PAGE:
I’ve been volunteering at something called Alpha, which you may have heard of – if not, it’s a course organised by HTB church that allows anyone (especially non-believers) to ask questions about God in an open environment. One of the icebreakers to get conversation going is, “what do you think happiness means”. Overwhelmingly and perhaps even influenced by each other, the group nevertheless said that finding a purpose and achieving it was a measurement of happiness in life. In fact, data shows that 71% of us feel the need to know ourselves better. 68% of us feel the need to find purpose in life. This shit is deep. How the hell did something like Instagram even come into this?
If like me, you spend an unhealthy period of time on the app and perhaps even view it as an avenue of business or a gateway to another career, this 800 million user software (at the time of writing) is absolutely critical. It starts off as a measurement of creative talent, popularity or even pure validation. It transforms into a symbol of status and for some, a source of income. And as social media presence evolves, our identities are no longer online or offline but very much seamless. Our virtual actions directly and immediately impacts the opportunities or the money we make in the real world. Sad or true? Perhaps it’s both. If the world of social media makes you unhappy, even if people would consider you to be successful, this is why:
Depending on something like your own social media account for your livelihood, too early, presents multiple problems. Not least resentment that could lead to exhaustion and burn out. But even if you’re loving your full-time influencer job, there are certain things that you start to compromise or wrestle with just for that lucrative deal. Things like a job out of town that means missing an important personal event or a product that you kind of want to sell as soon as the campaign is over, becomes increasingly common. You may also find that you’re not really creating inspiring content anymore and just… selling out (to be blunt). Of course we can all name exceptions but we can point out even more that fit the bill.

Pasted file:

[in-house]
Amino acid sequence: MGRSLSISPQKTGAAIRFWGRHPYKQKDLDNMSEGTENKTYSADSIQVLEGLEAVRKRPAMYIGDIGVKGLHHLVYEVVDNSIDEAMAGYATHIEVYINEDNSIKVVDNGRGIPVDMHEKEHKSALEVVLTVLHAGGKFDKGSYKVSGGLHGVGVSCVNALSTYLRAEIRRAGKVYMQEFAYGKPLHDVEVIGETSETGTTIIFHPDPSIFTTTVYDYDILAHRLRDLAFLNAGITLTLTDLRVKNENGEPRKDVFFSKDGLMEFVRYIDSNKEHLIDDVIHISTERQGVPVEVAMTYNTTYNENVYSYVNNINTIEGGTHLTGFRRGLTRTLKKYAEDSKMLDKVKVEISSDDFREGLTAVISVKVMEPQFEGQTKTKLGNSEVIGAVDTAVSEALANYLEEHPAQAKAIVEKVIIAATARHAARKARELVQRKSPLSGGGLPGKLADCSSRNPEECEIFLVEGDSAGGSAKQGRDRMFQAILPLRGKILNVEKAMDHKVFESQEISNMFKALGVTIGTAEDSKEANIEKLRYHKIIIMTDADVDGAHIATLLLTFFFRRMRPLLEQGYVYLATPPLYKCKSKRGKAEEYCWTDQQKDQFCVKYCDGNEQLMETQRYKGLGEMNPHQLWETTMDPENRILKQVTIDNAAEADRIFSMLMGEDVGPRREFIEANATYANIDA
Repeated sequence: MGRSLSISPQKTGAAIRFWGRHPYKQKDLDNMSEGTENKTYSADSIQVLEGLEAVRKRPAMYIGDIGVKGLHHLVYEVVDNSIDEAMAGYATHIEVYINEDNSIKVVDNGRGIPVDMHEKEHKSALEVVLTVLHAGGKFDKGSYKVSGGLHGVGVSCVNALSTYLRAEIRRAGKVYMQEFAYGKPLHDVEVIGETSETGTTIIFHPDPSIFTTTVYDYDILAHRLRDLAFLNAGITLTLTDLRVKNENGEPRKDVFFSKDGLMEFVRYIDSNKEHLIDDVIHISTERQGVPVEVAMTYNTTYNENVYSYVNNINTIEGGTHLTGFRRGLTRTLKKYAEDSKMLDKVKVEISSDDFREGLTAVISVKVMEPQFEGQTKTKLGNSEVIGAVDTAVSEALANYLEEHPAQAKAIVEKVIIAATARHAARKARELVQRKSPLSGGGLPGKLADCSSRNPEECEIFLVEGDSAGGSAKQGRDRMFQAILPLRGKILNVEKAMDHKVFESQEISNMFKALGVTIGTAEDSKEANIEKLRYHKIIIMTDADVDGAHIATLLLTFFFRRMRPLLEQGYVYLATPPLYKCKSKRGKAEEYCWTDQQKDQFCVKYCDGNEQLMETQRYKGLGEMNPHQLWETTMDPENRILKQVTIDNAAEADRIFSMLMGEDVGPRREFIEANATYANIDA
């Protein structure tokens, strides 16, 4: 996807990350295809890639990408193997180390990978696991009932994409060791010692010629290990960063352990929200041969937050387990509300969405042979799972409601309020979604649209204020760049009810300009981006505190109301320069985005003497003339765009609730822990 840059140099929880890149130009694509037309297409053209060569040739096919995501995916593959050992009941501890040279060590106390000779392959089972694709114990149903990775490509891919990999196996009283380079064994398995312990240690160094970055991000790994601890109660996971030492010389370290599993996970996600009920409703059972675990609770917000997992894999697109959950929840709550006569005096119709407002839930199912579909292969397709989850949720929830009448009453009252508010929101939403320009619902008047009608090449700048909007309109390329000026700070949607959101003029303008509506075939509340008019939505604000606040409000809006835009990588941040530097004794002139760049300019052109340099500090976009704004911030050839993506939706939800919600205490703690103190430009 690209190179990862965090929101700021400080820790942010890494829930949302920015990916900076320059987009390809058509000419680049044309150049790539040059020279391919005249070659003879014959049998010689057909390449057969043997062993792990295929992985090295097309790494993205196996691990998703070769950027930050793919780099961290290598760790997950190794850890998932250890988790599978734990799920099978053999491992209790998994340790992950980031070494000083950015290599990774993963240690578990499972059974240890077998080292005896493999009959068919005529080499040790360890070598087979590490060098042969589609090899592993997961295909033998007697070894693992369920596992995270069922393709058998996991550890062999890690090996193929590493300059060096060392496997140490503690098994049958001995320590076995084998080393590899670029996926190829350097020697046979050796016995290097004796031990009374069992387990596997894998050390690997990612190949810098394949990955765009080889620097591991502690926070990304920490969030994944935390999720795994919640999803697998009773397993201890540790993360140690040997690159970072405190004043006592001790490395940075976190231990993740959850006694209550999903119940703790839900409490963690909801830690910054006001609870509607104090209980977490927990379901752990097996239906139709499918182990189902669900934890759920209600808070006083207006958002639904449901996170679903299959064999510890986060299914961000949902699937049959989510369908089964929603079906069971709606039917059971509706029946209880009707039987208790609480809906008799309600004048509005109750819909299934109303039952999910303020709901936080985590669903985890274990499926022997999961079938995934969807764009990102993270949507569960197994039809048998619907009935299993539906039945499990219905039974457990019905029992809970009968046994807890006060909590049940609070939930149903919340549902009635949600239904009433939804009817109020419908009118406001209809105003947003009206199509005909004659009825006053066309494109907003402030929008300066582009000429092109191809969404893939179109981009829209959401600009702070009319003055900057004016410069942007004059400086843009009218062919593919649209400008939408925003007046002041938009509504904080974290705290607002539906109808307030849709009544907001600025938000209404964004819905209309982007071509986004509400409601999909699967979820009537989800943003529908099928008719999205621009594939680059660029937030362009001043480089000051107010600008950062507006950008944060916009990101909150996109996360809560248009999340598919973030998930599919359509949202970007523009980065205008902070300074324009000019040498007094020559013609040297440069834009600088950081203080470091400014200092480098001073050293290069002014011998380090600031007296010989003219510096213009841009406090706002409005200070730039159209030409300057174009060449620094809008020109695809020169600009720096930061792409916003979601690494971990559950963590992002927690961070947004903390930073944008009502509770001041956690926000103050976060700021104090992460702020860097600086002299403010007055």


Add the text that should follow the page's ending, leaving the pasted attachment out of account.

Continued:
So if finding happiness means a pursuit of meaningful goals in life that lead to a purpose, where does compromise and prioritising money above values fit in?
Popularity tied to numbers
Slightly personal here but I really rarely care if people dislike me in real life. If they’re someone I admire and I care for, then it affects me but generally, I’ve come to accept that people like what they want to like and believe what they want to hear. When it comes to social media, the very premise of your relevance depends on how much people like you. In turn, we tend to do things that please our audiences, just as any brand or company would. I asked the question, “have you ever seen a feed so aspirational that it put you off?”. Think about this because I’ll reveal the responses in a bit. I also used a poll to ask “do you prefer raw, BTS Insta Stories or beautifully curated ones?”
What did you choose? Quite a few people answered saying that they felt a lot of famous Instagram accounts had become ‘generic’ because they were so out of reach. Some felt that a lot of the accounts mimicked each other and had lost their individual personalities. If a few anecdotes aren’t enough, Kevin Systrom, founder of Instagram himself said that he no longer followed fashion bloggers and preferred accounts that prioritised creativity (such as architecture) over making people feel ‘slightly jealous’.
As it turns out, 10% more people also wanted BTS Stories than edited and carefully choreographed ones.
The word that consistently cropped up in the elaborations was ‘real’, despite how I never used that terminology when phrasing the question. Since when did an artistic eye for aesthetics become ‘not real’? The point here is that with all the incredible content on the platform, people are stretching out of their comfort zones trying to be what they deem as popular, trying to do something that doesn’t quite fit them all for the sake of competing for likes. And in the long run, you can see that this is harmful. Instagram promotes creativity not mimicry. People are calling out for authenticity – not just for #ad or no makeup days but meaningful insights into a person into which they’re investing their time and critically, their trust.
So even though there are accounts with 1 million following a tried and tested cookie cutter formula, it’s not a good idea to copy them because you’ll sacrifice what they don’t have – your personality. And if knowing yourself adds to happiness in life, isn’t following the formula for popularity the opposite of learning who you are?
photos by Luoana, @uptownstyleblog